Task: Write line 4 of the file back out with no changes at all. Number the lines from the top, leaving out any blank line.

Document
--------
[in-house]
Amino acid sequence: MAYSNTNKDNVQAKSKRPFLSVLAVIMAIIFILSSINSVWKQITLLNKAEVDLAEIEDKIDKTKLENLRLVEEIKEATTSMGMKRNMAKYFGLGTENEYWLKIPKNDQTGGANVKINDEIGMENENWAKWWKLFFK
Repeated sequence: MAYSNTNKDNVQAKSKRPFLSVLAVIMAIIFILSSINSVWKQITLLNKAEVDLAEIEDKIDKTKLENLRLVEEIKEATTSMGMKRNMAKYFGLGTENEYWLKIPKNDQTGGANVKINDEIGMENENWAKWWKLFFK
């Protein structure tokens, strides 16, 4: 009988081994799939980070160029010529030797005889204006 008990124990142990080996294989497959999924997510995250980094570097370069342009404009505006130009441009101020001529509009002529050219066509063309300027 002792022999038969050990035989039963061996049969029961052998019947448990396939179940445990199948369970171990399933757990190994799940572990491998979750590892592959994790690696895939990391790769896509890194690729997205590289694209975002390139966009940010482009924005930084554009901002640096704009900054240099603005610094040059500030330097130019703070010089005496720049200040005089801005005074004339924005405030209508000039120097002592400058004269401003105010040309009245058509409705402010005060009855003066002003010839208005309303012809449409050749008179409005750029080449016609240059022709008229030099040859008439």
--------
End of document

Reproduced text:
């Protein structure tokens, strides 16, 4: 009988081994799939980070160029010529030797005889204006 008990124990142990080996294989497959999924997510995250980094570097370069342009404009505006130009441009101020001529509009002529050219066509063309300027 002792022999038969050990035989039963061996049969029961052998019947448990396939179940445990199948369970171990399933757990190994799940572990491998979750590892592959994790690696895939990391790769896509890194690729997205590289694209975002390139966009940010482009924005930084554009901002640096704009900054240099603005610094040059500030330097130019703070010089005496720049200040005089801005005074004339924005405030209508000039120097002592400058004269401003105010040309009245058509409705402010005060009855003066002003010839208005309303012809449409050749008179409005750029080449016609240059022709008229030099040859008439």